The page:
The two apprenticeships will run from the beginning of April to November 1. One position is focused primarily on poultry while the other will focus primarily on organic vegetable production. Both apprenticeships will overlap each other on a daily basis.
The end of March marks the beginning of our poultry season with the arrival, via US mail, of our first batch of 150 broilers. Upon arrival, the chicks are settled into the brooder. After four weeks, they are moved from the brooder onto the intensively rotated grazing pasture and at ten weeks they are butchered on Wednesday. This sequence repeats itself for tenty weeks until the beginning of October. Everyday, during this period, the birds are moved onto fresh pastured, watered and fed. Our 300 layer hens are also fed and watered twice a day, eggs are collected, sorted and boxed. Layer hen mobile coops are moved onto fresh pasture as needed. By the end of the season we will have raised, processed and sold over 3000 birds, as well as 100 turkeys. Early season is focused on equipment and facility preparation, systems set-up, irrigation as well as marketing and CSA recruitment. Late season is focused on harvesting, winter storage orders and putting the farm to rest for the winter. Goats are milked and tended to throughout the year as is our horse.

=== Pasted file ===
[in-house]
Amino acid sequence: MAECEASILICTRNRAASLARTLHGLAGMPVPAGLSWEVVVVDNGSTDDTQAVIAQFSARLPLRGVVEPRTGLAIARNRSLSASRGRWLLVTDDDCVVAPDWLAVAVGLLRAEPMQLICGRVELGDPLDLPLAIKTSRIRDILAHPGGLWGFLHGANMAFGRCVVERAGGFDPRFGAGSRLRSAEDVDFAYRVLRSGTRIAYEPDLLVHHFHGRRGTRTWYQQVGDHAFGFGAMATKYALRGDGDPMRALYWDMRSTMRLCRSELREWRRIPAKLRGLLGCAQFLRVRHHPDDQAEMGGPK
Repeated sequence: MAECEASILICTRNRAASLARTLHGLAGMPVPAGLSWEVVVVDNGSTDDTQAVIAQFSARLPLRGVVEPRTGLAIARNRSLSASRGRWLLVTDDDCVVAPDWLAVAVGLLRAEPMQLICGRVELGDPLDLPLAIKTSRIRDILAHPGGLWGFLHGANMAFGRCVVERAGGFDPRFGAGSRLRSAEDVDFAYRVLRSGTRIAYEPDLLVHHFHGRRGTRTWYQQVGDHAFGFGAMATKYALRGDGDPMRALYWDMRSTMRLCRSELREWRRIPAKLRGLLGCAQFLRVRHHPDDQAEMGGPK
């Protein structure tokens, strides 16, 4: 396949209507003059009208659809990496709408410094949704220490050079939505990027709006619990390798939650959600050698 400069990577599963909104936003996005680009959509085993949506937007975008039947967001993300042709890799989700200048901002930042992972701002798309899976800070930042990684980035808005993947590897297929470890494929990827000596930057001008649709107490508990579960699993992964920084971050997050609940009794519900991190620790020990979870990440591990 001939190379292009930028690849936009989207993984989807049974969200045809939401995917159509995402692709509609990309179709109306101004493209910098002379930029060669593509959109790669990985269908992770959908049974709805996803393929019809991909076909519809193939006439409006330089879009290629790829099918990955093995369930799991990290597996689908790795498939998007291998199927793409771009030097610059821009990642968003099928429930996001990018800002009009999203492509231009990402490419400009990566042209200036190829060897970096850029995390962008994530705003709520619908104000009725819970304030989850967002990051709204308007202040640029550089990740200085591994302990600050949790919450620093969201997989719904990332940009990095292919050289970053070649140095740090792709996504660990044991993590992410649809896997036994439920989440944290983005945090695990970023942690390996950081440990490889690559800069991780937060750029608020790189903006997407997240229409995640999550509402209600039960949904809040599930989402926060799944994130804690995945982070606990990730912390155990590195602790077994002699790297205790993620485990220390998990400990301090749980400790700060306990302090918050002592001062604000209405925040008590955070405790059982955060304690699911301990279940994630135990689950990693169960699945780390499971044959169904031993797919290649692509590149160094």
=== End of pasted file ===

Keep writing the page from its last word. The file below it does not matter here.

Stipend: We provide a monthly stipend in addition to full room and board. The stipend amount is subject to the level of commitment and experience of the applicant.
Food: Poultry, ground beef, eggs and goat milk are available from the farm. Vegetable amounts and variety dependent on the season. Basic staples such as rice and flour are available on the farm. Apprentices/woofers eat separately from Tony and Barclay with a shared weekly “farm dinner” with everyone living on the farm.